[cnn-photo-caption image=http://i2.cdn.turner.com/cnn/2009/images/02/09/art.getty.leahy.jpg caption="Sen. Patrick Leahy's comments are likely to re-ignite a simmering debate about how actively to focus on past political and legal policy disputes."]
CNN Justice Department Producer
The FBI has now launched 38 major corporate fraud investigations stemming from the nation's financial crisis, and that number could grow sharply, a top FBI official testified Wednesday.
The disclosure by FBI Deputy Director John Pistole (Pis-tul) reveals an increase of at least a dozen newly-opened investigations of large financial institutions since the FBI last year reported it was looking into about two dozen major firms. And the scope of the criminal probes is certain to grow.
"It could potentially rise into the hundreds. It is an exponential potential," Pistole told a Senate panel.
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Executives from the financial institutions that received TARP funds testify before the House Financial Services Committee February 11, 2009 in Washington, DC.
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[cnn-photo-caption image=http://i2.cdn.turner.com/cnn/2009/images/02/11/art.pelosi3.gi.jpg caption="Pelosi and Reid are discussing the stimulus compromise."]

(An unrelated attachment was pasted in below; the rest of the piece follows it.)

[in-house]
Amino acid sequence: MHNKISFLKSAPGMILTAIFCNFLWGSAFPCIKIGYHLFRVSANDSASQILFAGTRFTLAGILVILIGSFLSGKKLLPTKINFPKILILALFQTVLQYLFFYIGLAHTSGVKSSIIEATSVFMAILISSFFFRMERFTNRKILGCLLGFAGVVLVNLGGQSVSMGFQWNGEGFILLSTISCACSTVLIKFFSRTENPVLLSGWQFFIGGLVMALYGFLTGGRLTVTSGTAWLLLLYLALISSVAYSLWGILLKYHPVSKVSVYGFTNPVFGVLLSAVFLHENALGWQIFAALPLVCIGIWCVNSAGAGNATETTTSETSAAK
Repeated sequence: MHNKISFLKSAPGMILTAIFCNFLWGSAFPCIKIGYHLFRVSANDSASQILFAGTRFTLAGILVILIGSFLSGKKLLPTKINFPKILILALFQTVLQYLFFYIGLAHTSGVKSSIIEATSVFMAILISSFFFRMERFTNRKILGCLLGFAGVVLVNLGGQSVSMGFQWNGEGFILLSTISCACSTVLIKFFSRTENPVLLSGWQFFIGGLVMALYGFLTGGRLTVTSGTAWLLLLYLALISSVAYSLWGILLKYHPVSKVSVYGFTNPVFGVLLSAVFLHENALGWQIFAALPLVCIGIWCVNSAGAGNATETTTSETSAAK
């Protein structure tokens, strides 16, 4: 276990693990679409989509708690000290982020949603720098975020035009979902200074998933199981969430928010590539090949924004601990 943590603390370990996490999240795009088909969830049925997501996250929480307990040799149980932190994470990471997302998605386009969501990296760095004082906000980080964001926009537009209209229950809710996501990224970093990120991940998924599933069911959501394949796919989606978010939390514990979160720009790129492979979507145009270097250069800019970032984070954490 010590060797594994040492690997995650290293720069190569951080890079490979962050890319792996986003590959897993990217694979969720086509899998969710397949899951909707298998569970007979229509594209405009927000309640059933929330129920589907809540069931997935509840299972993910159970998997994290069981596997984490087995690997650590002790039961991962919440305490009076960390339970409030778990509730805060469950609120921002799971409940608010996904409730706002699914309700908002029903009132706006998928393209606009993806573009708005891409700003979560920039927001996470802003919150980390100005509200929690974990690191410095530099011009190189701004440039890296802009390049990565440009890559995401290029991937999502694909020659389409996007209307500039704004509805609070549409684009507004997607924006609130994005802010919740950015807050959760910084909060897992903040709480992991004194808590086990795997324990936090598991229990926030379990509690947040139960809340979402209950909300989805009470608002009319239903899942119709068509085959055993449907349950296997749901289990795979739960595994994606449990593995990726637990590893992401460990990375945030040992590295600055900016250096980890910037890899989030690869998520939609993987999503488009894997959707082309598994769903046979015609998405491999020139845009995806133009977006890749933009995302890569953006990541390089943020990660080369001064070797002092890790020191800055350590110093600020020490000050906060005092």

Dana Bash and Evan Glass
CNN Congressional Unit
Despite talk of a deal - the stimulus drama isn't over - and a deal has not been reached. CNN can confirm that Senate Democratic leader Harry Reid is in Speaker Nancy Pelosi's office at this hour - trying to persuade her to agree.
Senate Democratic leadership aides say the holdup concerns the addition of $10 billion for school construction/modernization. In the Senate version, $10 billion was added to the $44 billion allocated toward 'state stabilization' to help school infrastructure.
[cnn-photo-caption image=http://i2.cdn.turner.com/cnn/2009/HEALTH/02/05/birdflu.virus/art.chickens.gi.jpg caption="Human-to-human transmission of avian flu is rare, but in some cases, the virus has passed from poultry to humans. There's a good chance Jack has confused bird flu with the common cold."]
AC360° Associate Producer
There is nothing worse than a drama queen. A thought that came to me as I lay in bed this morning clinging to life. You see, I am suffering from bird flu. All the signs are there. Headache, sore throat, runny nose. Definitely bird flu.
Have no fear, though, I am getting medical treatment. In fact, I did what anyone with nasal congestion should do: I called my doctor at 3am. Unfortunately, there must have been a problem with the phone line because as soon as I said, “Hi Doc, I’ve been coughing all night, I’ll need you to phone me in a prescription for twenty-five Vicodin,” I heard a dial tone.